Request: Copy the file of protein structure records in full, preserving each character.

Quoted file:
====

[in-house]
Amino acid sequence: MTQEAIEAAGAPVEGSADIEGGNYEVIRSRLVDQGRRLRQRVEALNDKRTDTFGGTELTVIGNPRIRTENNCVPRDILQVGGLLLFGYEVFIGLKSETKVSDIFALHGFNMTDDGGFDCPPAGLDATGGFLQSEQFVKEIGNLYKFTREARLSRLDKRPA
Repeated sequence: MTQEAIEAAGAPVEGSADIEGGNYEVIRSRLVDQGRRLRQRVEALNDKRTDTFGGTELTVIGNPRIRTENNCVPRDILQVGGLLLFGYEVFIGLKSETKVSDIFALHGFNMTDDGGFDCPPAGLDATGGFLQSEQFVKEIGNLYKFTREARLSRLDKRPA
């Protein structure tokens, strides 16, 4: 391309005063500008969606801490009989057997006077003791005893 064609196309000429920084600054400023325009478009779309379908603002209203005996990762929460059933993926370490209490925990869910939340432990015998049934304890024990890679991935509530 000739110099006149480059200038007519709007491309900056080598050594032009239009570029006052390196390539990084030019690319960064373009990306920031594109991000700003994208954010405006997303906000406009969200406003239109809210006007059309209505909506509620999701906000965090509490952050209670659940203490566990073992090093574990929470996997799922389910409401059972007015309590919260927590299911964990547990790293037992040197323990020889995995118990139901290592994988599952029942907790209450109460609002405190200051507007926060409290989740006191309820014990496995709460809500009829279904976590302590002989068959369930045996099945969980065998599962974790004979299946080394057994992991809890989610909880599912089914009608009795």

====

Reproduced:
[in-house]
Amino acid sequence: MTQEAIEAAGAPVEGSADIEGGNYEVIRSRLVDQGRRLRQRVEALNDKRTDTFGGTELTVIGNPRIRTENNCVPRDILQVGGLLLFGYEVFIGLKSETKVSDIFALHGFNMTDDGGFDCPPAGLDATGGFLQSEQFVKEIGNLYKFTREARLSRLDKRPA
Repeated sequence: MTQEAIEAAGAPVEGSADIEGGNYEVIRSRLVDQGRRLRQRVEALNDKRTDTFGGTELTVIGNPRIRTENNCVPRDILQVGGLLLFGYEVFIGLKSETKVSDIFALHGFNMTDDGGFDCPPAGLDATGGFLQSEQFVKEIGNLYKFTREARLSRLDKRPA
């Protein structure tokens, strides 16, 4: 391309005063500008969606801490009989057997006077003791005893 064609196309000429920084600054400023325009478009779309379908603002209203005996990762929460059933993926370490209490925990869910939340432990015998049934304890024990890679991935509530 000739110099006149480059200038007519709007491309900056080598050594032009239009570029006052390196390539990084030019690319960064373009990306920031594109991000700003994208954010405006997303906000406009969200406003239109809210006007059309209505909506509620999701906000965090509490952050209670659940203490566990073992090093574990929470996997799922389910409401059972007015309590919260927590299911964990547990790293037992040197323990020889995995118990139901290592994988599952029942907790209450109460609002405190200051507007926060409290989740006191309820014990496995709460809500009829279904976590302590002989068959369930045996099945969980065998599962974790004979299946080394057994992991809890989610909880599912089914009608009795």